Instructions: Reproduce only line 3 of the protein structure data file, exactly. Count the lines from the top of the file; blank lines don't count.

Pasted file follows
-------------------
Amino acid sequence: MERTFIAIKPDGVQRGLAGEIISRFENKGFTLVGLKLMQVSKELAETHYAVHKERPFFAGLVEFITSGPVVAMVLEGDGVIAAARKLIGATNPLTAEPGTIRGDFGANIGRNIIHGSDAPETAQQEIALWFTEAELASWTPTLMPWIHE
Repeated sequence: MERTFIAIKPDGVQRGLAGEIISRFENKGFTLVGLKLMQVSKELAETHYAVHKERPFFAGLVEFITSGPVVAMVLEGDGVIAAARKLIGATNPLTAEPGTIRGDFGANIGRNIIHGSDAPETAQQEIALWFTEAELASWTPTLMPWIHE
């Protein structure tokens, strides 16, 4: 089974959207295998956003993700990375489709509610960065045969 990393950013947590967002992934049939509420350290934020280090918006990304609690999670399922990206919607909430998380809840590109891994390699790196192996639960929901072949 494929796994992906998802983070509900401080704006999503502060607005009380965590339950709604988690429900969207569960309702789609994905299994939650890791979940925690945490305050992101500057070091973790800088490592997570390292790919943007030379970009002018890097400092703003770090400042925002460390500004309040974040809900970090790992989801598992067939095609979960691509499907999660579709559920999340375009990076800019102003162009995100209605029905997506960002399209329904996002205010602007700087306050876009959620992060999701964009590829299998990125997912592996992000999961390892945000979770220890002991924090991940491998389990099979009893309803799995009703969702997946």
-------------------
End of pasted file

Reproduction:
């Protein structure tokens, strides 16, 4: 089974959207295998956003993700990375489709509610960065045969 990393950013947590967002992934049939509420350290934020280090918006990304609690999670399922990206919607909430998380809840590109891994390699790196192996639960929901072949 494929796994992906998802983070509900401080704006999503502060607005009380965590339950709604988690429900969207569960309702789609994905299994939650890791979940925690945490305050992101500057070091973790800088490592997570390292790919943007030379970009002018890097400092703003770090400042925002460390500004309040974040809900970090790992989801598992067939095609979960691509499907999660579709559920999340375009990076800019102003162009995100209605029905997506960002399209329904996002205010602007700087306050876009959620992060999701964009590829299998990125997912592996992000999961390892945000979770220890002991924090991940491998389990099979009893309803799995009703969702997946």